One of my roles as a consultant is helping non-profits move the science of predictive modeling and wealth screening into the art, or practice, of real-world fundraising within their offices. I love this part of my job! It’s where the academic meets the profession; it’s where the statistics meets the function … it’s where the rubber meets the road. However, as much as I enjoy blending the art and science of development, one of things I find most frustrating is the resistance of some front-line gift officers to cleaning out their prospect portfolios. (You know who you are!)
So, let’s ask the basic question: Why do most organizations choose to undertake a predictive modeling or wealth screening project? In my experience, part of the reason most projects are completed is to identify new major gifts prospects. Prospects, who once identified, still need to be qualified, cultivated and solicited by a front-line gift officer if the non-profit has any hope of moving the prospect from being a potentially average annual fund donor to potentially stellar major gift partner of the non-profit.
I heard about a study on the news recently indicating that the human mind can only effectively manage 150 relationships. Without getting into the debate about how many prospects any gift officer should have in his or her portfolio, I am fairly certain that when all of a gift officer’s relationships (personal, familial and professional) are considered, most are over-extending their 150-person limit.
With that said, building a strategic portfolio must be a key consideration in effectively managing the relationships in any gift officer’s life. The goal, of course, is not just ensuring the sanity of the gift officer, but also fulfilling the mission of the non-profit he or she serves by closing as many gifts as possible.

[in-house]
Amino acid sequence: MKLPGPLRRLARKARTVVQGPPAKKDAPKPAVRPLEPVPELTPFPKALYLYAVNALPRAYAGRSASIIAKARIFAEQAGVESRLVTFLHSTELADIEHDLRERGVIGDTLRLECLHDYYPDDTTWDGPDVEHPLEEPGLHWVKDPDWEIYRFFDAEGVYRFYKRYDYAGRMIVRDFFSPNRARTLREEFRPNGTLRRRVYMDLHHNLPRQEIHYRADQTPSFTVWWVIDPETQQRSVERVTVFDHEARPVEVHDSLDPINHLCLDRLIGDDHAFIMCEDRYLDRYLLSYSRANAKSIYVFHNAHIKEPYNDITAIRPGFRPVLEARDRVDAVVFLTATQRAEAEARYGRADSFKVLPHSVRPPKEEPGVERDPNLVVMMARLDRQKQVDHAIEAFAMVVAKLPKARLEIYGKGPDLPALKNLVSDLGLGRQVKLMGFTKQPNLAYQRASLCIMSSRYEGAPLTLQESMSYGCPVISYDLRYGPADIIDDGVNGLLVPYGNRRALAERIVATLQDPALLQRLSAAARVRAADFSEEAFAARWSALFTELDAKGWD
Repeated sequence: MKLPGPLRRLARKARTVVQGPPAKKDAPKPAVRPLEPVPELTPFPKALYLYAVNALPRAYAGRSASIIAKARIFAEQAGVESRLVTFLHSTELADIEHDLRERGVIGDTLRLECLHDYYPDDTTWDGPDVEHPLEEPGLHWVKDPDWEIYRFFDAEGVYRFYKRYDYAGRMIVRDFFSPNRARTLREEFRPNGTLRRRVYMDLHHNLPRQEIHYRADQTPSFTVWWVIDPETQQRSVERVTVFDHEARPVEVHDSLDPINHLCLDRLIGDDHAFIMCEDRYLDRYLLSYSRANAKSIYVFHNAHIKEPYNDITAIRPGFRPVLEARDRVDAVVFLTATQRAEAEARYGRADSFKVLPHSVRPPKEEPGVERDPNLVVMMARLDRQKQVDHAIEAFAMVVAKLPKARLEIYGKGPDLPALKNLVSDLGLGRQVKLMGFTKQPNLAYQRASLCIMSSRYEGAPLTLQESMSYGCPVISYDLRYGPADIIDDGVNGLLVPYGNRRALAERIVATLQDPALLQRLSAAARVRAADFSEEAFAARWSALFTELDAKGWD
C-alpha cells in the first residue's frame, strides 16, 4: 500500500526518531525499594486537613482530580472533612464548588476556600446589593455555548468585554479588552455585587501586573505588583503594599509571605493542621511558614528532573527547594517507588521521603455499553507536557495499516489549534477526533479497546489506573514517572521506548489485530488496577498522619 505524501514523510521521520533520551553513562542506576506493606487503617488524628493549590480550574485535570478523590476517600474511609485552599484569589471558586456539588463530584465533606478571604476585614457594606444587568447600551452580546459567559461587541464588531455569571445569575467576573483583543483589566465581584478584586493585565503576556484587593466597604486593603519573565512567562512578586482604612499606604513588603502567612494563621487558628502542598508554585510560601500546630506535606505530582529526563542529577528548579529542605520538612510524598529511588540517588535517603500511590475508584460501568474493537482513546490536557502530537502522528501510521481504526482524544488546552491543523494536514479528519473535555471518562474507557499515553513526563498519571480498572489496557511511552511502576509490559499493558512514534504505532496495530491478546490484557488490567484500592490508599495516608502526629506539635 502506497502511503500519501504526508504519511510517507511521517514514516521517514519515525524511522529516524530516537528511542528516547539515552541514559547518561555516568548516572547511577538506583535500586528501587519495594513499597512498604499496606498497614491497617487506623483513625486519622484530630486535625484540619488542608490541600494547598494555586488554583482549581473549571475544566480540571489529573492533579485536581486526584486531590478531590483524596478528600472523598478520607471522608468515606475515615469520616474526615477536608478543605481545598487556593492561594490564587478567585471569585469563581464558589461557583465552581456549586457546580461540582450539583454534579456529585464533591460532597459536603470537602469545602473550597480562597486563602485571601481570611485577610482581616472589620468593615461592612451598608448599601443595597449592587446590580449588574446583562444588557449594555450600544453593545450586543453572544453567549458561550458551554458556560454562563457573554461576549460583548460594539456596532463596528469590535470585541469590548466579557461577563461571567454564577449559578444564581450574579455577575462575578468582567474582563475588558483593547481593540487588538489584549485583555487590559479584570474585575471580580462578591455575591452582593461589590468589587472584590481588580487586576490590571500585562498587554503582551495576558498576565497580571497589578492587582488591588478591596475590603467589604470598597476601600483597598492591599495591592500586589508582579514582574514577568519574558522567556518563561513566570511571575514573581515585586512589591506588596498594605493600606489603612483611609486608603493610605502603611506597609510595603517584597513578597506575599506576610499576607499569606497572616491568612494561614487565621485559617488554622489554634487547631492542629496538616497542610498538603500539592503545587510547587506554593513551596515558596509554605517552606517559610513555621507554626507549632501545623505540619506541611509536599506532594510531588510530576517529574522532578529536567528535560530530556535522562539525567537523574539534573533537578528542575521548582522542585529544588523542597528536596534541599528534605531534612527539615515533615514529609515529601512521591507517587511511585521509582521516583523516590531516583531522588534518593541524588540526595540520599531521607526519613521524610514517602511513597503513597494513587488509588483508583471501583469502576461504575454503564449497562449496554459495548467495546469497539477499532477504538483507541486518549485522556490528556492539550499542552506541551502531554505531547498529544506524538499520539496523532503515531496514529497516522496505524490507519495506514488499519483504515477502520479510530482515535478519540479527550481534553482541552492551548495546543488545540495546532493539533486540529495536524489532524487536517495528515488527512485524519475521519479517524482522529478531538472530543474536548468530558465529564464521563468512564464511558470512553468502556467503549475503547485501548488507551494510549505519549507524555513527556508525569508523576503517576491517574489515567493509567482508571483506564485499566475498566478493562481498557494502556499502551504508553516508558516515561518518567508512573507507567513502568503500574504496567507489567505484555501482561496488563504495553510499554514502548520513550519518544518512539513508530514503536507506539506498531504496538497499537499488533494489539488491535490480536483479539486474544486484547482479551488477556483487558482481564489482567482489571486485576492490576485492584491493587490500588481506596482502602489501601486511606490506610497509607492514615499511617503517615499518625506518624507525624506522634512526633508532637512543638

Before assessing any newly identified prospect, gift officers must first undergo a thorough review of their current portfolio.
- Do any prospects need to be removed to ‘make room’ for new relationships to be formed?
- Are any prospects’ scores higher or lower than you expected? Why do you think that is? Are the scores valid or do you know additional information to supersede the scores?
- Is your current strategy for each prospect sound, or does it need to be adjusted?
In going through this process you must first and foremost, consider this: Do not ask: “why did the results come back the way it did?” instead, focus on asking “what do the results tell me that I didn’t already know?”
Only once you have a clean and thoroughly reviewed portfolio will you know how many new prospects each gift officer can currently handle. For new prospects, consider:
- Who are they?
- Where are they?
- What is their previous relationship (giving, advocacy, patient/alum/friend, event participant, other) to my organization?
- Is there something about this prospect that is interesting to me?
- Is there something about this prospect that negates his/her predictive modeling or wealth capacity scores?
- Is there anything I can infer from the wealth screening data that isn’t explicit?
- Are there any relevant life/personal circumstances that I know of outside of the data?
- Is there anyone else (staff, volunteer, board member) at my organization who knows this person and may be better suited to answer these questions, or better suited to help in the qualification process?
In sum, ask yourself: “What is my strategy for assigning and qualifying this prospect?”
Back to my job for a moment. Assuming that you have a plethora of potential prospects to consider, (and you probably will!) qualification and disqualification of prospects is incredibly important. While analytics and wealth projects are designed to identify potential prospects, no project is going to close a gift for your organization and no process is an absolute certainty. The art of fundraising, relationship building and ‘friendraising’ lives on and prospects still need to be qualified, cultivated and solicited by a gift officer.
If you have any tips on qualifying new prospects, I’d love to hear from you! Please feel free to post to this site or email me at email@example.com.